Historical Dating

Isaac A Zlochower (zlochoia@ix.netcom.com)
Wed, 27 Nov 1996 20:34:13 -0800

Alon Klamkin (TF 99) questionned the rough date that I gave for the death
of Sarah ,"over 3600 years ago". This is the approximate traditional date
which is derived as follows: Avraham was born in the year 1948 a.m.
(derived from the Torah's chronology of the geneologic tree of Avraham back
to Adam). He was 10 years older than Sarah, and so was 137 when his wife
died in the year 2085 a.m. Subtracting 2085 from 5757 gives 3672 years
since the death of Sarah.

How long afterwards was Jerusalem conquered by King David and made into his
royal city? Yaakov (Jacob) was 130 when the family went to Egypt.
Yitzchok (Isaac) was 60 years older than his son, and would have been 190
at that time. He was 37 at the death of his mother. Thus 153 years
elapsed from the death of Sarah to the start of the Egyptian exile.
Traditionally, the stay in Egypt was not 400 or 430 years, but 210. Kings
I 6:1 informs us that the building of the Temple by David's son, Shlomo
(Solomon) was started in the fourth year of his reign 480 years after the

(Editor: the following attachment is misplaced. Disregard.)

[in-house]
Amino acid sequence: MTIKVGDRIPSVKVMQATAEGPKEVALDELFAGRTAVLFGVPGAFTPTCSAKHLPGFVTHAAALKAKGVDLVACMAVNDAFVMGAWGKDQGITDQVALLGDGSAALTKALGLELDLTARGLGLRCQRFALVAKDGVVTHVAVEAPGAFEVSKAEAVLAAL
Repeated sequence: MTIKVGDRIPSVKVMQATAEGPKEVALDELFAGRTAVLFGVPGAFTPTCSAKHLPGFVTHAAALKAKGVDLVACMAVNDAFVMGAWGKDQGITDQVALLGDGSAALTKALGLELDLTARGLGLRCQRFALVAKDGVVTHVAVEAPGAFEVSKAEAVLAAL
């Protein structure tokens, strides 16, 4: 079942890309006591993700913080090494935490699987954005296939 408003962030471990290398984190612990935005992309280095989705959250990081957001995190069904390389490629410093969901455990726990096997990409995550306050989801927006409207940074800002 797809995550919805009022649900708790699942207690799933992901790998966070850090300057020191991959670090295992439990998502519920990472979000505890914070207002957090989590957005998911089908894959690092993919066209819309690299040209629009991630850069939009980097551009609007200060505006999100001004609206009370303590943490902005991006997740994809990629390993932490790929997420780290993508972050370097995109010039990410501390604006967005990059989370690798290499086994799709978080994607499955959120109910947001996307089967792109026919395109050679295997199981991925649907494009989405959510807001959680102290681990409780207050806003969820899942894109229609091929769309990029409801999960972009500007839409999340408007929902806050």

exodus from Egypt. That totals 843 years from the death of Sarah to the
start of the Temple. Now David ruled in Jerusalem for 33 years, so that 37
years (33 + 4) must be subtracted from the 843, or 806 years from Sarah's
death to the conquest of Jerusalem. Subtracting 806 from 3672 gives 2866
years since the founding of Jerusalem by David. If you add the 166 year
difference between the secular date for the destruction of the first temple
and the traditional date, then you have over 3000 years since the founding
of Jerusalem.

The 3000 year anniversary celebration is therefore inaccurate in either
system of reckoning, but who is counting? Concerning any political
implications in my posting, try not to read too much into it. I was just
illustrating the irony of the current situation in the Holy Land. In fact,
I was merely sharing my private musings on the entire subject of the
circumstances of Sarah's death. A more traditional and acceptable
viewpoint is given by the great 19th century commentator, the Malbim. The
Malbim proposes that Sarah felt that her final days on earth were
approaching (the reader can relate this to the Akedah) and journeyed to
Hebron in order to be buried in the Machpela cave that she know about.
Avraham learned of his wife's death after returning home to Be'er Sheva
from the Akedah.

Yitzchok Zlochower